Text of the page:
SALT LAKE CITY — More than 28 percent of all Utah voters in the Nov. 2 general election cast their ballots early, according to the lieutenant governor's office.
That's more than double the just under 13.5 percent that either voted early or sent in an absentee ballot in the last midterm election, in 2006.
"This is a game changer," said Mark Thomas, state elections director, because candidates will have to "try to figure out how to run their campaigns knowing this many people are voting early."
In the past election, he said, many campaigns were already tracking early voters along with those casting absentee ballots to see who still needed to be nudged to the polls.
"It certainly changes the dynamics of campaigning," said pollster Randy Shumway, owner of Dan Jones & Associates. "Simply relying on a day-of get out the vote (effort) will likely be insufficient in the future."
Shumway, who does polling for the Deseret News and KSL-TV, said the numbers of early voters "definitely affected how we polled this year." He said he expects even more Utahns will chose convenience and "crowd mitigation" in the future.
Thomas predicted the number of early voters will continue to increase until it hits about 50 percent. He noted that in the 2008 presidential election, some 40 percent of the voters cast their ballots early.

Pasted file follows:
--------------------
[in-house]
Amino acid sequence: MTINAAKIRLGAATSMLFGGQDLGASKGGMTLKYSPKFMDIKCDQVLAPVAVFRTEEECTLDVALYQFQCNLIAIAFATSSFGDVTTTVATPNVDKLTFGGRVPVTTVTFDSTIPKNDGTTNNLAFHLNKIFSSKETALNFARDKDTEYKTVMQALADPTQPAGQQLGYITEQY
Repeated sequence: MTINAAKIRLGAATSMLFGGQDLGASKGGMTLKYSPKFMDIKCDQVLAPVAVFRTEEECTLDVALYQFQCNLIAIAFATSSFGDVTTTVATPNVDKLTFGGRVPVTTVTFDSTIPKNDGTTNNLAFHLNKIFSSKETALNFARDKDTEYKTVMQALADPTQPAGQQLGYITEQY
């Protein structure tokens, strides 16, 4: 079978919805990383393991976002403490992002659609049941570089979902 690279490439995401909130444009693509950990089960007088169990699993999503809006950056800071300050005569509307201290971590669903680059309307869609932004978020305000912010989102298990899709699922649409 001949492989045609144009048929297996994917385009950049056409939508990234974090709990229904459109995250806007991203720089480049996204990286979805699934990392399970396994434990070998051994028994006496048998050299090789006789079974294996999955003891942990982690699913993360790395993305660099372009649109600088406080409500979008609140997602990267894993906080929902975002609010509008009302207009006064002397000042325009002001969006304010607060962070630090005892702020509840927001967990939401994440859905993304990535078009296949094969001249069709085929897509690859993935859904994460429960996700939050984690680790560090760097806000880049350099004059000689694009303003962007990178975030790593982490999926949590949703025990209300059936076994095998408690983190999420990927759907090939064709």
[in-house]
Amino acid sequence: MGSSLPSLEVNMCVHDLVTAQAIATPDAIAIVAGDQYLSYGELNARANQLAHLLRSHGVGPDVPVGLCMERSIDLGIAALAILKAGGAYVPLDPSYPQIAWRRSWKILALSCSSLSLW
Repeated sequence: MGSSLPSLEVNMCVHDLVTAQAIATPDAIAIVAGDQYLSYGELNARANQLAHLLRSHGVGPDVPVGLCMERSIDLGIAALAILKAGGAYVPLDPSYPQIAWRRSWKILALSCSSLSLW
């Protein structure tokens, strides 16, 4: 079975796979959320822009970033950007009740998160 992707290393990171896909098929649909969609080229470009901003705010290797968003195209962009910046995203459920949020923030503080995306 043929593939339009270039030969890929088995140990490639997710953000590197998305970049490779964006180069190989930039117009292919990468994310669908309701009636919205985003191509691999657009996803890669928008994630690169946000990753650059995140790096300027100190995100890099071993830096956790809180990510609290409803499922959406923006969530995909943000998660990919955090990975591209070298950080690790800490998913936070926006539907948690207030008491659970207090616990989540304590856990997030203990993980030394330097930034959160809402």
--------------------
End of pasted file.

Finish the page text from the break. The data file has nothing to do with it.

That larger turnout may have been the results of voters making up their minds about the candidates sooner rather than later. This year, though, voters were more indecisive.
"What we're seeing and what we've heard from people is, 'I just don't know who to vote for and I wanted to wait until Election Day,' " Thomas said, especially in the 2nd District race for Congress.
While Rep. Jim Matheson, D-Salt Lake, won re-election, his GOP challenger, Morgan Philpot, saw a surge in the polls just before the election. The race was close enough that Philpot waited a day to concede.
In 2006, Utah began allowing voters to cast their ballots early at various polling locations to limit the number of new voting machines that needed to be purchased. Without the change, Thomas said, the state would have to have two to three times as many voting machines as the 8,000 now in use to accommodate all voters on Election Day.
"What's most important is just giving voters options," Thomas said. "I don't think it's a large group that will just vote only early now."
Increasing number of Utahns going to the polls early
Voted early: 57,782
Voted absentee: 20,728
Voted Election Day: 504,051
13.47% voted before Election Day
Voted early: 91,934
Voted absentee: 89,649
Voted Election Day: 444,496
28.29% voted before Election Day
*Not official. Some counties have not yet completed entering all of the information into the state database.
Source: Lieutenant Governor's Office
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